The Ras Mohamed National Park, Egypt's first natural protectorate, is under renewed threat from a decision to reintroduce commercial fishing within this delicate Red Sea habitat. Earlier this month the governor of South Sinai, Mohamed Abdel Fadeel Shousha, gave fishermen the green light to commence net fishing in the waters of this protectorate during the month of June.
Net fishing in the Red Sea is technically banned from the end of May to the beginning of September. Nonetheless, tens of commercial fishing boats have already been sighted operating within the waters of Ras Mohamed this month, and will continue doing so through June unless action is taken.
The month of June is spawning season for the valuable emperor fish (Lethrinus Nebulosus.) The spawning aggregation areas of this valuable fish are centered around the waters of South Sinai, and especially around the area of Ras Mohamed. The decision of the South Sinai governor to allow fishing at this time of year has been strongly criticized by environmental authorities, tourist institutions and dive-operators.
Amr Ali, Managing Director of the Hurghada Environmental Protection and Conservation Association (HEPCA), told Al-Masry Al-Youm, "This decision worries us, not only because it threatens marine biology and fish stocks. The issue at stake here is the protection of Egypt's most renowned protectorate, the Ras Mohamed natural park."
Ali went on to say, "This is an unprecedented environmental violation on the part of a governor. His decision is a violation of both the protectorates law and the fishing law." Ali indicated that the Ministry of State for Environmental Affairs and the interim cabinet offered financial compensation to the fishermen, yet the governor declined.
According to Ali, "The fall of the Ras Mohamed natural park represents the fall of the dignity and integrity of the Egyptian state and its natural resources. This is simply an incompetent and destructive decision on the part of the governor.
"If we wait for spawning season to take its course, then fish stocks will be replenished and fishing will be sustainable," he continued. "Yet putting short-term, commercially-oriented goals ahead of long-term, conservation goals will prove disastrous to the Red Sea's ecosystem."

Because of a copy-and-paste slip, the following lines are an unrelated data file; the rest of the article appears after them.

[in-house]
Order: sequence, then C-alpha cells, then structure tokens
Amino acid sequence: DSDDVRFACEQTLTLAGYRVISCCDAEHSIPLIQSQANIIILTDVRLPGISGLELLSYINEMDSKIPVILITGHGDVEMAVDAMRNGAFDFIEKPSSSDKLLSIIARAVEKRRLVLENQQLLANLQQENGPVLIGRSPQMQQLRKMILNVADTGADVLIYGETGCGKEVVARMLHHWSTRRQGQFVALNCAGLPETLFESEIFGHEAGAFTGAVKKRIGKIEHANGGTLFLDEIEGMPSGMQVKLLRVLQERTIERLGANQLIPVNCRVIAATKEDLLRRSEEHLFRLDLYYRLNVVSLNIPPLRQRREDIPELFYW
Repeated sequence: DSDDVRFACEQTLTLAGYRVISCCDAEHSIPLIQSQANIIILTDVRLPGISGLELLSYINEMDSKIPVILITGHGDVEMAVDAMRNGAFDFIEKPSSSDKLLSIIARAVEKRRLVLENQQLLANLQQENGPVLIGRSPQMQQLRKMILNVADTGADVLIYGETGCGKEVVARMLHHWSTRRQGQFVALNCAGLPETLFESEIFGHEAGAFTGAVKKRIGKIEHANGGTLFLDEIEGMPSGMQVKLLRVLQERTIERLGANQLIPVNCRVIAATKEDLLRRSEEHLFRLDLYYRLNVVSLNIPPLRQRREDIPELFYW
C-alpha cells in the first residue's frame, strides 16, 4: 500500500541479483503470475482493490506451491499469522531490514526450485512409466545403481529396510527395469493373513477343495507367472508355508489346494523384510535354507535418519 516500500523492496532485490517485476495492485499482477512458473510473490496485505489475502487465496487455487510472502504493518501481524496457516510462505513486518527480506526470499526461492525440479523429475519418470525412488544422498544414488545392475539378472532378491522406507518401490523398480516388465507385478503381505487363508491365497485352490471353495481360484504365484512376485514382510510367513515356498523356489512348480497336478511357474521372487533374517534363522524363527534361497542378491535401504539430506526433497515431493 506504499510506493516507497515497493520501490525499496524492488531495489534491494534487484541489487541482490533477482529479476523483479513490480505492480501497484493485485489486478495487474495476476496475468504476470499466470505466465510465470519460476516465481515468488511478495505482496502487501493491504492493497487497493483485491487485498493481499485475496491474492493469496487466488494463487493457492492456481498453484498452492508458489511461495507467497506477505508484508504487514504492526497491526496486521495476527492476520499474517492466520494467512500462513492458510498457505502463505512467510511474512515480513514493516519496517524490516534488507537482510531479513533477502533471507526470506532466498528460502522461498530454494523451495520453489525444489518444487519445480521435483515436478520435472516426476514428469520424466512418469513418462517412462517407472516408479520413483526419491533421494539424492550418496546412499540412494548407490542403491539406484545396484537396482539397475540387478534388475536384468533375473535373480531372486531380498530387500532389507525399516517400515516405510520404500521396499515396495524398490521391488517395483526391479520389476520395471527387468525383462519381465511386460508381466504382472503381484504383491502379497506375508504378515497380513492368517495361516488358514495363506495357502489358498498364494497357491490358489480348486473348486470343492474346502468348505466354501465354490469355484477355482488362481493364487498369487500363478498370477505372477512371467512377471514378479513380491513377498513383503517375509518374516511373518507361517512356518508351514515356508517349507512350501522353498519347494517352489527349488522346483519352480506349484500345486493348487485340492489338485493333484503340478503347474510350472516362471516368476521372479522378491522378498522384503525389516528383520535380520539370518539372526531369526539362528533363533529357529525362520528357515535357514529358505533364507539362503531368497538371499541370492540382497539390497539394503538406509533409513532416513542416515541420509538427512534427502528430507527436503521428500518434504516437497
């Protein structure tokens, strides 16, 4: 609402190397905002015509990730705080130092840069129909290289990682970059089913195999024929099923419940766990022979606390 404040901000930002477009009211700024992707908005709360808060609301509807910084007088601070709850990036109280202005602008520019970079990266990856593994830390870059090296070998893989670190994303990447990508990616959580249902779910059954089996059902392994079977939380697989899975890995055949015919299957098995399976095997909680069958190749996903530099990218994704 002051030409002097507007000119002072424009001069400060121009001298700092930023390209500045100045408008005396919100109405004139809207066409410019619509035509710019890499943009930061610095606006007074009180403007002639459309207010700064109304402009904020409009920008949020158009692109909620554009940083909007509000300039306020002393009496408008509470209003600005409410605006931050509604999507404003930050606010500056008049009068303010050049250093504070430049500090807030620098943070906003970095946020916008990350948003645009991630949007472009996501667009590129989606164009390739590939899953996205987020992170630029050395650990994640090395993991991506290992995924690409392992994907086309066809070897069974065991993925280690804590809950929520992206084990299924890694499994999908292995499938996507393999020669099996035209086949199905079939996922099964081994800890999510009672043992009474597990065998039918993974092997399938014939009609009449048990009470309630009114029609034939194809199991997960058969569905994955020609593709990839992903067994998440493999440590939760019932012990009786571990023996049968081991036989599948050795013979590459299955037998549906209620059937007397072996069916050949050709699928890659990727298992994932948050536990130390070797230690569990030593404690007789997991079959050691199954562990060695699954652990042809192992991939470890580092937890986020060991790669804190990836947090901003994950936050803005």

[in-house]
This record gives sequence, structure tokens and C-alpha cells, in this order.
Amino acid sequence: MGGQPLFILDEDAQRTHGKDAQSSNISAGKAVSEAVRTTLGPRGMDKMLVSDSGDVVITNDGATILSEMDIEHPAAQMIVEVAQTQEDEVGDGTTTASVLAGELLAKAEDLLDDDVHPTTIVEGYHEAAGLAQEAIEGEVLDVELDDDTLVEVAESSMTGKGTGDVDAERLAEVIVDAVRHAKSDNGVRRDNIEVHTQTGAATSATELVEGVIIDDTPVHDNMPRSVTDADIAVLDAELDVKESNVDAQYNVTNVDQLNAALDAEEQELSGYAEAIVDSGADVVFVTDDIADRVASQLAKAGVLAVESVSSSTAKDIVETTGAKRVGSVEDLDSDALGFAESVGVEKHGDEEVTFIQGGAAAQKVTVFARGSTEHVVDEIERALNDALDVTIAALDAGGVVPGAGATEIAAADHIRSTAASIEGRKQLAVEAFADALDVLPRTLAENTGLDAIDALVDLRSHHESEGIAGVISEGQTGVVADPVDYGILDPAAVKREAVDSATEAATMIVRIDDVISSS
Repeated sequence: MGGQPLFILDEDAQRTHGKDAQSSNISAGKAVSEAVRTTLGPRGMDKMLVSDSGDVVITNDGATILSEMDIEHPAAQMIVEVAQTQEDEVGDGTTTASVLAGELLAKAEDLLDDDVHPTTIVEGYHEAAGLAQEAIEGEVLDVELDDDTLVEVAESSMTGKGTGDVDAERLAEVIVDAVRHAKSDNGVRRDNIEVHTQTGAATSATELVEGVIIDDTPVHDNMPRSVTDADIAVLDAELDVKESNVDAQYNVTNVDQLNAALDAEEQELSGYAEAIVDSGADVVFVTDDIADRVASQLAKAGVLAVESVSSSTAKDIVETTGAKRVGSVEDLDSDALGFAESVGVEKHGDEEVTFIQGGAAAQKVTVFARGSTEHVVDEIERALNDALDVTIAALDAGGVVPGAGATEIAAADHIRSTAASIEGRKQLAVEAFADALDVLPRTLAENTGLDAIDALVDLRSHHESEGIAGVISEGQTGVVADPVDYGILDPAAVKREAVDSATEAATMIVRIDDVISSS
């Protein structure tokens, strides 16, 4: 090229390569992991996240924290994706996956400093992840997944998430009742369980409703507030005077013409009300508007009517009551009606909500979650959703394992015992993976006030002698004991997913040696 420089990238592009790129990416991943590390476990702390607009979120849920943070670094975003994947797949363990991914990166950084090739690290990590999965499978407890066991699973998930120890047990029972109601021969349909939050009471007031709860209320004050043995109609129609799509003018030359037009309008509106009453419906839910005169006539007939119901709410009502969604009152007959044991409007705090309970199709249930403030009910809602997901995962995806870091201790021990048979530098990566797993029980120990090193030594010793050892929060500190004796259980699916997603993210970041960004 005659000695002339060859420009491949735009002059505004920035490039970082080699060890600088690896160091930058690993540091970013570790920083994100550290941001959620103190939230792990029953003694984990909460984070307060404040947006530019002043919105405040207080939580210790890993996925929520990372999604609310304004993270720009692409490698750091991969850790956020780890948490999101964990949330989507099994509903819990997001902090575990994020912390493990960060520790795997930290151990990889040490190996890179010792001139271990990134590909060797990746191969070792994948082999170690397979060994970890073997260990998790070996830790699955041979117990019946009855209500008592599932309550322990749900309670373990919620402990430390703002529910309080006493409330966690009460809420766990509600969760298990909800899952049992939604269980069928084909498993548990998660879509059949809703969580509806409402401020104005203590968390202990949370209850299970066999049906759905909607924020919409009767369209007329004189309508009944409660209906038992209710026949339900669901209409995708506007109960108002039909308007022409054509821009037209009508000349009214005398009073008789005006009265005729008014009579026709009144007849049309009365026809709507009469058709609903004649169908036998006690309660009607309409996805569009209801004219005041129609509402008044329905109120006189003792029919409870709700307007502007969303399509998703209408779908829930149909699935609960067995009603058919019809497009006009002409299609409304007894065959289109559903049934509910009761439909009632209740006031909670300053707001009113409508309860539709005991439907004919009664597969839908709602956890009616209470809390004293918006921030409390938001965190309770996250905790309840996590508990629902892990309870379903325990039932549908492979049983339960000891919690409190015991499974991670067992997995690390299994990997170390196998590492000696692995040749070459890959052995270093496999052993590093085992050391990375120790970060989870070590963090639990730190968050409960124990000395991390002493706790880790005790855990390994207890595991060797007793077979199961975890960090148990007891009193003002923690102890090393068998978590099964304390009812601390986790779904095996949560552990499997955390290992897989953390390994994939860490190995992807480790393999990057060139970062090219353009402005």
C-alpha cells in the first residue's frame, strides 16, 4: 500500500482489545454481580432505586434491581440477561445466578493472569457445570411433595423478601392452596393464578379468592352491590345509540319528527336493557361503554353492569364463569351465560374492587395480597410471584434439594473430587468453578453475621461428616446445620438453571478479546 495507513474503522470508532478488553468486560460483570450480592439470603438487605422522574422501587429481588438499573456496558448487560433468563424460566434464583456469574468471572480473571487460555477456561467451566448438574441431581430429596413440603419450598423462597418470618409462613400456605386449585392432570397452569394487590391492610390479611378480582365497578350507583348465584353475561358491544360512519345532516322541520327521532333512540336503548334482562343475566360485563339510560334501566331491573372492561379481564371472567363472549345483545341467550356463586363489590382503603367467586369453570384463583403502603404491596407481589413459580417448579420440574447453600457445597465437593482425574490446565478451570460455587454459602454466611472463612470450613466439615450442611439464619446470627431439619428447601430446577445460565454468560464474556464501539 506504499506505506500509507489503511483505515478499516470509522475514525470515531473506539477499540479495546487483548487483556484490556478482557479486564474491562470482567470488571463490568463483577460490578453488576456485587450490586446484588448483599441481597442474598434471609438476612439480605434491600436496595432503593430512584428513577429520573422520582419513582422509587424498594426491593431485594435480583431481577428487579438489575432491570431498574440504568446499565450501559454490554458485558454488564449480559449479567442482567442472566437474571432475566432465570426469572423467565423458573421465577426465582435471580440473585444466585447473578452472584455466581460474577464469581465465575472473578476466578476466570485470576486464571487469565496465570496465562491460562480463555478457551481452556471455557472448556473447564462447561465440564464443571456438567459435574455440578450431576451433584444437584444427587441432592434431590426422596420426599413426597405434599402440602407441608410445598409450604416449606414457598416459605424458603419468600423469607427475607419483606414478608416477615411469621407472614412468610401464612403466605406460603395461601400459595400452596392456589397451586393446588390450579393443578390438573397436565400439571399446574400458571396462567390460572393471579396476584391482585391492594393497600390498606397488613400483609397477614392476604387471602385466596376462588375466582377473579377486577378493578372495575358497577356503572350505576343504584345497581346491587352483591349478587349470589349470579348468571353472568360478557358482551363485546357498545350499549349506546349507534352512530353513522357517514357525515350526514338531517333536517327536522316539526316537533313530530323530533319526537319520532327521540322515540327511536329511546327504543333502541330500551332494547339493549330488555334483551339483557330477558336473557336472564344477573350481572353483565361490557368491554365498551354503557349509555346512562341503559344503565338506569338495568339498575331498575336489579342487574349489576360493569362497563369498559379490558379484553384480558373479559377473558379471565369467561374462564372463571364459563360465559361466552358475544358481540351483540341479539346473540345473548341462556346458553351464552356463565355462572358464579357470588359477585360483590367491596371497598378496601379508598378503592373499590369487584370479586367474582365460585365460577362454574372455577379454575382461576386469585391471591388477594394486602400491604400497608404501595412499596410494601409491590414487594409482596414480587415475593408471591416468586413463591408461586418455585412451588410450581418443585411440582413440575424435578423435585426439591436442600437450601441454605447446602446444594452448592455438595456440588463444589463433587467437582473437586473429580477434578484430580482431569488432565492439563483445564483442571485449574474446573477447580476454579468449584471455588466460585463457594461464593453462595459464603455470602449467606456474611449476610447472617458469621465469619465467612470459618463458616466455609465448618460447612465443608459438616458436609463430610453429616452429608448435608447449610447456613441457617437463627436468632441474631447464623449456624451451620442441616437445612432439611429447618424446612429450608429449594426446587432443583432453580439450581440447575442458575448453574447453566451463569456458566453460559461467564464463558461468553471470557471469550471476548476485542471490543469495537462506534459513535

Ziad al-Basil, Deputy Chairman of Egypt's Chamber of Diving and Water-sports, had previously told Al-Masry Al-Youm that Shousha's decision is "shocking and worrying" as it comes from an authority that is "well aware of the detriments of fishing" in such a critical time and place. He added that commercial fishing has disturbed the ecological balance in the Red Sea, and has reportedly influenced shark attacks around Sharm el-Sheikh.
Basil said that such a decision would serve to destroy the diving and tourism industry centered around Ras Mohamed, and would make it "the laughing stock of tourist destinations".
The spokesman for the Governorate of South Sinai could not be reached for questions and clarifications, regarding the governor's decision.
According to Mahmoud Hanafy, professor of marine biology, and environmental advisor to the Red Sea Governorate and HEPCA: "Ras Mohamed is far more valuable as a tourist destination than a fishing destination."
He added that there is a serious depression in the populations of the emperor fish, whereby catches have decreased by some 90 percent. "Immediate action must be taken to ensure the recovery of these populations," he said.
Hanafy pointed out that net fishing "facilitates large catches, and leaves little to no chance for spawning," especially if such forms of fishing take place during spawning season, and in designated spawning aggregation areas.
He explained that Shousha's decision is in breach of Fishing Law 124/1983, which prohibits all forms of fishing in spawning grounds, as well as the Natural Protectorates Law 102/1983, which prohibits the catching of wildlife, the destruction of natural habitats, and/or the pollution of these protected zones.
The marine biologist added that a proposed "fisheries-management plan must be implemented and enforced" to protect spawning zones, and to keep commercial fishing boats away during spawning season, "in order to save the Red Sea and its biodiversity."
"The environs of Ras Mohamed are the only spawning aggregation area located around South Sinai," said Hanafy, insisting that all net-fishing should be banned in the park's waters, especially during the months of June, July and August.
Net-fishing ensnares endangered marine species (including dolphins, sharks, dugongs, sea-turtles, etc.) and destroys coral reefs – upon which marine life flourishes. The dropping of anchors similarly destroys coral reefs.
Hanafy acknowledged that fishermen have applied a great deal of pressure on the governor of South Sinai in order to open up fishing grounds and to protect their livelihoods, and have even threatened to block roads throughout the governorate. The majority of commercial boats that use net fishing in their operations are said to come from the Suez Canal and Nile Delta, where fish stocks have been depleted beyond repair.
Hanafy recommended that this devastating encroachment upon the Red Sea could be addressed if the tourism industry would employ these fishermen in other jobs to provide them with alternate sources of income.
He contrasts net fishing with traditional methods, using fishing rods, hooks and lines. “Traditional fishermen, who have been fishing in this sea for generations should not prevented from doing so," he said.
“However, commercial fishing boats, net fishing, and trawlers should not be allowed during any month of the year. This is about saving the Red Sea, its fragile ecosystem, its biodiversity, and the tourism industry based around it."